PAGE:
The Times Wedding Announcements They Are a-Changin’

February 21, 2020
Posted by Jay Livingston

Here are some more trends dredged up from Wedding Crunchers, the New York Times corpus of words in its wedding announcements. As I noted in the previous post about brides keeping or changing their name (here), these announcements are not a representative sample of couples. And while they are not even representative of couples in the Times’s corner of US society, I think they point to some general trends in that elitish slice of the world.

Take grade inflation. This well-documented trend is reflected in Times weddings as well.

 (Click on an image to enlarge it.)
From 1981 to 2019, the proportion of announcements with a summa more than doubles (from 4% top 10%) as does the magna rate (9% to 19%). It’s possible, though unlikely, that Times has raised its bar for putting your announcement in the paper. Or maybe today’s couples really were better students in their college days. We do know that more of them are going on to post-BA programs. But which?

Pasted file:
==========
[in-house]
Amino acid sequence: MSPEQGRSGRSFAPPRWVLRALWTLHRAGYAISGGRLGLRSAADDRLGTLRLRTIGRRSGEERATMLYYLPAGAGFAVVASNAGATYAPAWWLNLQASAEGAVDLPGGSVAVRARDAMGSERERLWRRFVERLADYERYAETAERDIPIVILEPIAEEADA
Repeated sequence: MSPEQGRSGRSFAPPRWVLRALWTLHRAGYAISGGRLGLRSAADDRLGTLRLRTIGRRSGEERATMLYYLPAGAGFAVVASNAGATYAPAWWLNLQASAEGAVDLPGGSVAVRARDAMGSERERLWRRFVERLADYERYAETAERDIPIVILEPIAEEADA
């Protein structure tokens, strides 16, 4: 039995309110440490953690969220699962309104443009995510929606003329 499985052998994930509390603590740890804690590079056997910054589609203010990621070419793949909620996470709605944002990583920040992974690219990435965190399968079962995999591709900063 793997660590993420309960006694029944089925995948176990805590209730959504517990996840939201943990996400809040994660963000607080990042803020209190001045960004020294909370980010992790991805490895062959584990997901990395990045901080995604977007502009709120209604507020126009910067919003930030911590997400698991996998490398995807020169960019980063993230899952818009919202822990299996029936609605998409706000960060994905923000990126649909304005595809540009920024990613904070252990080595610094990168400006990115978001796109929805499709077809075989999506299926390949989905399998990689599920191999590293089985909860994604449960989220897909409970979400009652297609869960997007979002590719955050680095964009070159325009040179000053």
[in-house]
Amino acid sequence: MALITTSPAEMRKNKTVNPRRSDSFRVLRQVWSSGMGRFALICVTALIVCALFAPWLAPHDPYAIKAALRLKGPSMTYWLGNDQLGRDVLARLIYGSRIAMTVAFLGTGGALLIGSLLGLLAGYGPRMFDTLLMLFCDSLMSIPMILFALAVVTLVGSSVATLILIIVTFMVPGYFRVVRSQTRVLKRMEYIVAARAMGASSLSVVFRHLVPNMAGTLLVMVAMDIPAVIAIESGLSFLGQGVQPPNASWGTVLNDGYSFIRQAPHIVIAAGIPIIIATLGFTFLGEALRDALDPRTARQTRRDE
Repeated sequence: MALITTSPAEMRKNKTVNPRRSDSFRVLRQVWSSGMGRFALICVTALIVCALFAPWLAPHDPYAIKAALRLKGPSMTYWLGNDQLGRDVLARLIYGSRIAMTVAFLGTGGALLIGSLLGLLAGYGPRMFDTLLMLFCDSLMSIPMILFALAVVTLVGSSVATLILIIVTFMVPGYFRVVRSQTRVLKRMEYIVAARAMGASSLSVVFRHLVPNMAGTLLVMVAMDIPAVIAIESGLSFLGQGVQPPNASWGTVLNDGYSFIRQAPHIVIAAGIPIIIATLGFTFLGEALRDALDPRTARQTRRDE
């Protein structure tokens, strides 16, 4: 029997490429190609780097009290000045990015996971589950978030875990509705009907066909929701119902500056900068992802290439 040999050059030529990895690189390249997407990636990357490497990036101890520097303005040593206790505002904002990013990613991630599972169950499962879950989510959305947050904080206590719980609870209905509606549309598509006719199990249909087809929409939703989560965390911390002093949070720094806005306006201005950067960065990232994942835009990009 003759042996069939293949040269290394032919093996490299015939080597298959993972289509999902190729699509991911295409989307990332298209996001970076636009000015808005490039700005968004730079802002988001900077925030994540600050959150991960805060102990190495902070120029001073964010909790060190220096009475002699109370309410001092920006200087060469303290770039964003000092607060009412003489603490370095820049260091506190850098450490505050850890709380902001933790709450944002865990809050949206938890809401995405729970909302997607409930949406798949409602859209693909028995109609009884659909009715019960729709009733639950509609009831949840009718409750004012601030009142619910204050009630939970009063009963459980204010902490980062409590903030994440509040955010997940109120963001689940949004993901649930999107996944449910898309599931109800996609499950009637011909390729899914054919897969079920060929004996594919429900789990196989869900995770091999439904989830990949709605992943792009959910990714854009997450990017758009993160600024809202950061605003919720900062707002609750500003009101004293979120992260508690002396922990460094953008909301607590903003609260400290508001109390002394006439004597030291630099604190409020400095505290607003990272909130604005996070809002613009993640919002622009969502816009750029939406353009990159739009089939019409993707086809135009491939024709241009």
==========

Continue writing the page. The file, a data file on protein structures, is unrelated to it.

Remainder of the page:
In the 1980s, we saw the rise of the MBA, the Wall Street “masters of the universe” in Tom Wolfe’s Bonfire of the Vanities, or in real life the recently pardoned Michael Milken (MBA Wharton 1979, Pleasanton Federal Prison 1993). The 1990s was for lawyers. (I recall a New Yorker cartoon, which I cannot now find online, which shows a young woman and man at a cocktail party. She is saying, “How did I know you’re a lawyer? Everyone’s a lawyer.”)

As we head to the 21st century, two other phrases start turning up —  “hedge fund” and “start up.”

The numbers are small, never more than one announcement in 25 including either of them, but starting about ten years ago, start ups began to replace hedge funds as the choice of the adventurous and ambitious (and perhaps avaricious).

The other newcomer to the these pages is the dating app. The steep increase starts in 2013 or 2014. In only 5-6 years, about 20% of the wedding couples announce that they met via a dating app.

Finally, remarriage in the Times seems to run parallel with national trends.

The US divorce rate peaked in 1980, and since the most remarriages occur on average 5 years after divorce, we should expect the downward slope that begins in 1984. More curious are the upward trend 1996 - 2004 and the decline after that. Of course, remarriage in the Times is somewhat rare — the rate ranges from about 7% to 13% — so maybe we shouldn’t make too much of these fluctuations.

If you’re curious and what to explore your own key words, go to

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